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Academic & Professional Books  History & Other Humanities  History of Science & Nature

Life Atomic A History of Radioisotopes in Science and Medicine

Series: Synthesis
By: Angela NH Creager(Author)
448 pages, 35 b/w photos, 21 b/w illustrations
Life Atomic
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  • Life Atomic ISBN: 9780226323961 Paperback Oct 2015 Usually dispatched within 5 days
    £22.50
    #224410
  • Life Atomic ISBN: 9780226017808 Hardback Sep 2013 Out of Print #207498
Selected version: £22.50
About this book Contents Customer reviews Biography Related titles

About this book

After World War II, the US Atomic Energy Commission (AEC) began mass-producing radioisotopes, sending out nearly 64,000 shipments of radioactive materials to scientists and physicians by 1955. Even as the atomic bomb became the focus of Cold War anxiety, radioisotopes represented the government's efforts to harness the power of the atom for peace-advancing medicine, domestic energy, and foreign relations.

In Life Atomic, Angela N. H. Creager tells the story of how these radioisotopes, which were simultaneously scientific tools and political icons, transformed biomedicine and ecology. Government-produced radioisotopes provided physicians with new tools for diagnosis and therapy, specifically cancer therapy, and enabled biologists to trace molecular transformations.

Yet the government's attempt to present radioisotopes as marvelous dividends of the atomic age was undercut in the 1950s by the fallout debates, as scientists and citizens recognized the hazards of low-level radiation. Creager reveals that growing consciousness of the danger of radioactivity did not reduce the demand for radioisotopes at hospitals and laboratories, but it did change their popular representation from a therapeutic agent to an environmental poison.

Life Atomic then demonstrates how, by the late twentieth century, public fear of radioactivity overshadowed any appreciation of the positive consequences of the AEC's provision of radioisotopes for research and medicine.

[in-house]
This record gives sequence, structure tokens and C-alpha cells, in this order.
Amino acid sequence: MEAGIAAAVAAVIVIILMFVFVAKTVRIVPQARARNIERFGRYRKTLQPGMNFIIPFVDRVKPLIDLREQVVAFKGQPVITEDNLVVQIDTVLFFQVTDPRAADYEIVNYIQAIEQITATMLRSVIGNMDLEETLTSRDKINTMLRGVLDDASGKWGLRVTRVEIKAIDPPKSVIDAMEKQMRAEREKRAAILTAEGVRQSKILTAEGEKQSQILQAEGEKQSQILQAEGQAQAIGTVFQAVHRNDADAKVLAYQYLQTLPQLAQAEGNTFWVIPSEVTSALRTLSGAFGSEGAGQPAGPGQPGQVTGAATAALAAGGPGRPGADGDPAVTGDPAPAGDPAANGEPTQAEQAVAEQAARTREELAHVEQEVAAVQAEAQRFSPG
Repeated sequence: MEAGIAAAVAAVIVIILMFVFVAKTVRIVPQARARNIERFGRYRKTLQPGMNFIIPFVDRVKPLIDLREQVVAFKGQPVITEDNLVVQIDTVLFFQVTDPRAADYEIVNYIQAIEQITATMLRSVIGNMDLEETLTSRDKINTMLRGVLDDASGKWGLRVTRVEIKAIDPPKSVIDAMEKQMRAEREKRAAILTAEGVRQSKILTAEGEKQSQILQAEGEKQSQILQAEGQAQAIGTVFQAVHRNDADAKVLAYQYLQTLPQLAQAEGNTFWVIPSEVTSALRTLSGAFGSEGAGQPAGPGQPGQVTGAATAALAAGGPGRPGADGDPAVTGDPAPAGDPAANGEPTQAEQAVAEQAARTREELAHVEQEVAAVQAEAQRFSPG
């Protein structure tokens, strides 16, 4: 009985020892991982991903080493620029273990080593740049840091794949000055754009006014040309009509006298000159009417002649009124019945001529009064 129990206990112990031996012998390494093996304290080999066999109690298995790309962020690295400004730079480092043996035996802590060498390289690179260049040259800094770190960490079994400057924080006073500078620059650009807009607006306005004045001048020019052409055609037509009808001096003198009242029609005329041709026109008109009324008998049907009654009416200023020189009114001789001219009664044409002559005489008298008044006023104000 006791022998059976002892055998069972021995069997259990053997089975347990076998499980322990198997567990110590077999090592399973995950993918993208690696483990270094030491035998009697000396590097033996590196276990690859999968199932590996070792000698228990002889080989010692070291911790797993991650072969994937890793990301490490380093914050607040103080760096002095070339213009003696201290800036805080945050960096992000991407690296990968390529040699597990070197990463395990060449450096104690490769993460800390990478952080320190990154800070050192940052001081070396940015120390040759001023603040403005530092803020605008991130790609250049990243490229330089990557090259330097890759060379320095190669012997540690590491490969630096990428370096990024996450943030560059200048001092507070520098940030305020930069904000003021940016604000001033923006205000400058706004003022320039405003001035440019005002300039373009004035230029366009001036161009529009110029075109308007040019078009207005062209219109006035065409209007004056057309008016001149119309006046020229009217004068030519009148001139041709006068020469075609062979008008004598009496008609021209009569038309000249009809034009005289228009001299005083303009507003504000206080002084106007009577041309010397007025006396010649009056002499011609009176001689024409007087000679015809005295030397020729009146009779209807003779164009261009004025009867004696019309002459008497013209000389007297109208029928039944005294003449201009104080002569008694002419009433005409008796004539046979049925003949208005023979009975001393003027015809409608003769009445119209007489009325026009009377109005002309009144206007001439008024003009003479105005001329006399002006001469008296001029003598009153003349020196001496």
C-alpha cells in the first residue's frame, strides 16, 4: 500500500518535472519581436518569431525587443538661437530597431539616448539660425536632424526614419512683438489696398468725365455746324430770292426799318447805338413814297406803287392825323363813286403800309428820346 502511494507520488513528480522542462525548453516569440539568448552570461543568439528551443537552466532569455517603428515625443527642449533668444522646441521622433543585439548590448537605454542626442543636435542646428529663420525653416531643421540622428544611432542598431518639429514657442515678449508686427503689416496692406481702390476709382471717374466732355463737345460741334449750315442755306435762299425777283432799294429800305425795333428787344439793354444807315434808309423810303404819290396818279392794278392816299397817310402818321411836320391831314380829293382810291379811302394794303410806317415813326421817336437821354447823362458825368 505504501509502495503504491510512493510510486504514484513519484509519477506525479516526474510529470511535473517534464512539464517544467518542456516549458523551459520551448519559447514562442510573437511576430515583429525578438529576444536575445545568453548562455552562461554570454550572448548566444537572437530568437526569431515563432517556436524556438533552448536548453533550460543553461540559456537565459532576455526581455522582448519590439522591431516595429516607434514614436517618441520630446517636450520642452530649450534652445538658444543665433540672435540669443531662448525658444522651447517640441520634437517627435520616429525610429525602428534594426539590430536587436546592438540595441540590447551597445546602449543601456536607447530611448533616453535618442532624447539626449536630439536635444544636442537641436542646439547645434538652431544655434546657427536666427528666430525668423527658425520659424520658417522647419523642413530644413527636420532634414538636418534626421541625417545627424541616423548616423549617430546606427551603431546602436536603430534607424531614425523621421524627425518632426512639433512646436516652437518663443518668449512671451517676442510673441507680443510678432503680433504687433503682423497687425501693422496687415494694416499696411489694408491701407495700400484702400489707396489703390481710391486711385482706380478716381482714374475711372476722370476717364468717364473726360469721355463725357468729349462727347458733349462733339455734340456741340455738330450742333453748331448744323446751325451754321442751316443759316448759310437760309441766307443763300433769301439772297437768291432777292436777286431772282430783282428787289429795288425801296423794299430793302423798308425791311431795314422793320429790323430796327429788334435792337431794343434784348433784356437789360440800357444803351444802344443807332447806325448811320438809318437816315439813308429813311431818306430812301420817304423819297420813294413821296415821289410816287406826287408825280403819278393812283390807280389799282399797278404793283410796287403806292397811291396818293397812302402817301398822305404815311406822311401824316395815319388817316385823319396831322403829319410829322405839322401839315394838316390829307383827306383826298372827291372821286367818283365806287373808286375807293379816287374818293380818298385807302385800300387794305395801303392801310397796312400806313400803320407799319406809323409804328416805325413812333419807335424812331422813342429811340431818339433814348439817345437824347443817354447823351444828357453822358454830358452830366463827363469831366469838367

Contents

Preface
Abbreviations

1. Tracers
2. Cyclotrons
3. Reactors
4. Embargo
5. Dividends
6. Sales
7. Pathways
8. Guinea Pigs
9. Beams and Emanations
10. Ecosystems
11. Half-Lives

Bibliography
Index

Customer Reviews

Biography

Angela N. H. Creager is the Philip and Beulah Rollins Professor of History at Princeton University. She is the author of The Life of a Virus and coeditor of Feminism in Twentieth-Century Science, Technology, and Medicine, both published by the University of Chicago Press.

Series: Synthesis
By: Angela NH Creager(Author)
448 pages, 35 b/w photos, 21 b/w illustrations
Media reviews

"A striking portrait of the emergence of Cold War science. The book contributes to a growing historical literature that has begun to reconfigure our understanding of the period and its enduring legacies [...] Creager's deft attention to the ironies that have accompanied efforts to harness the atom is history of science at its best: a crystal clear portrait of just how untidy the impacts of science can be."
– Joanna Radin, Science

"The Manhattan Project's impact reverberated beyond the atomic bomb, reveals Angela Creager in this lucid scientific history [...] Creager deploys radioisotopes as 'historical tracers' to explore shifts in medicine, perceptions of cancer risk, and the porous 'civilian-military divide.'"
Nature

"Novel and engaging [...] With its dedication to tracing the diverse, recent, and now mostly forgotten trajectories of radioisotopes in American biomedicine, Life Atomic abounds with historicist insights."
– Kenton Kroker, Isis

"A thorough and fascinating account of the challenges that the US Atomic Energy Commission faced in the course of trying to remake nuclear radiation into a scientific and medical tool, as well as a profitable product [...] Life Atomic is an enjoyable and important book, which should top the reading list of any scholar interested in the development of postwar science and medicine."
– Andrew J. Hogan, Metascience